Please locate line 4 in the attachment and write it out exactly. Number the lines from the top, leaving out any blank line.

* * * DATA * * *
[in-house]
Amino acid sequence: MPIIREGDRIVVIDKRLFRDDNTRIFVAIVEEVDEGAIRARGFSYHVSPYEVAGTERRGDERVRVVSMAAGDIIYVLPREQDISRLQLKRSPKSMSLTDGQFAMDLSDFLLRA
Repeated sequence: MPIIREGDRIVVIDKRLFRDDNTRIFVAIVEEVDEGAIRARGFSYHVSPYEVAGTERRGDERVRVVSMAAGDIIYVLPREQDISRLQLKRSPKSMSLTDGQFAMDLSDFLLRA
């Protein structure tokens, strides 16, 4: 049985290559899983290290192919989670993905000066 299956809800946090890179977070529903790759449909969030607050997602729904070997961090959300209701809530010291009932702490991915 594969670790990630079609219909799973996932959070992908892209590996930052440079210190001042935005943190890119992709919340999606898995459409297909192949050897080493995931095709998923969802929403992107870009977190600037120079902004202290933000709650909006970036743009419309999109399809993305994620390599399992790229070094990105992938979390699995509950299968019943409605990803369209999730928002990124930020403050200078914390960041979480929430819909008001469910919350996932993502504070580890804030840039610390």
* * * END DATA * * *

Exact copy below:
């Protein structure tokens, strides 16, 4: 049985290559899983290290192919989670993905000066 299956809800946090890179977070529903790759449909969030607050997602729904070997961090959300209701809530010291009932702490991915 594969670790990630079609219909799973996932959070992908892209590996930052440079210190001042935005943190890119992709919340999606898995459409297909192949050897080493995931095709998923969802929403992107870009977190600037120079902004202290933000709650909006970036743009419309999109399809993305994620390599399992790229070094990105992938979390699995509950299968019943409605990803369209999730928002990124930020403050200078914390960041979480929430819909008001469910919350996932993502504070580890804030840039610390």